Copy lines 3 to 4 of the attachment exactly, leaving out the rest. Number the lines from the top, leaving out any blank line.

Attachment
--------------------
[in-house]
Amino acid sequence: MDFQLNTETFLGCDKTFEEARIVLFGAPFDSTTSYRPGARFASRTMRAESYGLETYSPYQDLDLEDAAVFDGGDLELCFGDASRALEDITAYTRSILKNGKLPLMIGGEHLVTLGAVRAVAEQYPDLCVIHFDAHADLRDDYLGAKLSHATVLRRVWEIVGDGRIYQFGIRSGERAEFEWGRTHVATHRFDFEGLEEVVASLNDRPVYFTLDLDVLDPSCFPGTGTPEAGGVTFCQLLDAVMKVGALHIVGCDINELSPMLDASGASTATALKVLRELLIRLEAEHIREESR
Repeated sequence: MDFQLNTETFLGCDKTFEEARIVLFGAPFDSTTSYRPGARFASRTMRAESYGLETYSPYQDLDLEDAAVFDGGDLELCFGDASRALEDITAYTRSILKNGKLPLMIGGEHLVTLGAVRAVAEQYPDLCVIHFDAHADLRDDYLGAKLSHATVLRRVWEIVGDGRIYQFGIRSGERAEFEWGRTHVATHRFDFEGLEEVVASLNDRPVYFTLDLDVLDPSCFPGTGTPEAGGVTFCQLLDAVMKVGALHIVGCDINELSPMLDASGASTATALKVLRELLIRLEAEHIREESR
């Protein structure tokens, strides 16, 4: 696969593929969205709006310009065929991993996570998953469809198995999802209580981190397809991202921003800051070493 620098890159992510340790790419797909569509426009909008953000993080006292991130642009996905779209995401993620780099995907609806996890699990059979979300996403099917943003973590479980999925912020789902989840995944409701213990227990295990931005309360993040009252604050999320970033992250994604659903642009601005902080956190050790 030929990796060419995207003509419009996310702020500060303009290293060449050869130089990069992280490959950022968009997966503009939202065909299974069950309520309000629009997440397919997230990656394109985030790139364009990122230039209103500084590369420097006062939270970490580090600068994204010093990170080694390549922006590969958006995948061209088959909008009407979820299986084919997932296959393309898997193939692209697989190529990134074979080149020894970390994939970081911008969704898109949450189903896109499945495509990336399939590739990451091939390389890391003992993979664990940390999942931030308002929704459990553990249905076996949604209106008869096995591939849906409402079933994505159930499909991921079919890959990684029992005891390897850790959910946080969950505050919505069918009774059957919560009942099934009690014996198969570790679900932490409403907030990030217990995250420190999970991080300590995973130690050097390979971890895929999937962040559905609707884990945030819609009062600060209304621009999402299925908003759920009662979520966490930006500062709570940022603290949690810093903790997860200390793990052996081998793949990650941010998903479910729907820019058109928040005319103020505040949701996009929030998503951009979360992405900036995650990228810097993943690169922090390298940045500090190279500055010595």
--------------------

Repeated sequence: MDFQLNTETFLGCDKTFEEARIVLFGAPFDSTTSYRPGARFASRTMRAESYGLETYSPYQDLDLEDAAVFDGGDLELCFGDASRALEDITAYTRSILKNGKLPLMIGGEHLVTLGAVRAVAEQYPDLCVIHFDAHADLRDDYLGAKLSHATVLRRVWEIVGDGRIYQFGIRSGERAEFEWGRTHVATHRFDFEGLEEVVASLNDRPVYFTLDLDVLDPSCFPGTGTPEAGGVTFCQLLDAVMKVGALHIVGCDINELSPMLDASGASTATALKVLRELLIRLEAEHIREESR
């Protein structure tokens, strides 16, 4: 696969593929969205709006310009065929991993996570998953469809198995999802209580981190397809991202921003800051070493 620098890159992510340790790419797909569509426009909008953000993080006292991130642009996905779209995401993620780099995907609806996890699990059979979300996403099917943003973590479980999925912020789902989840995944409701213990227990295990931005309360993040009252604050999320970033992250994604659903642009601005902080956190050790 030929990796060419995207003509419009996310702020500060303009290293060449050869130089990069992280490959950022968009997966503009939202065909299974069950309520309000629009997440397919997230990656394109985030790139364009990122230039209103500084590369420097006062939270970490580090600068994204010093990170080694390549922006590969958006995948061209088959909008009407979820299986084919997932296959393309898997193939692209697989190529990134074979080149020894970390994939970081911008969704898109949450189903896109499945495509990336399939590739990451091939390389890391003992993979664990940390999942931030308002929704459990553990249905076996949604209106008869096995591939849906409402079933994505159930499909991921079919890959990684029992005891390897850790959910946080969950505050919505069918009774059957919560009942099934009690014996198969570790679900932490409403907030990030217990995250420190999970991080300590995973130690050097390979971890895929999937962040559905609707884990945030819609009062600060209304621009999402299925908003759920009662979520966490930006500062709570940022603290949690810093903790997860200390793990052996081998793949990650941010998903479910729907820019058109928040005319103020505040949701996009929030998503951009979360992405900036995650990228810097993943690169922090390298940045500090190279500055010595």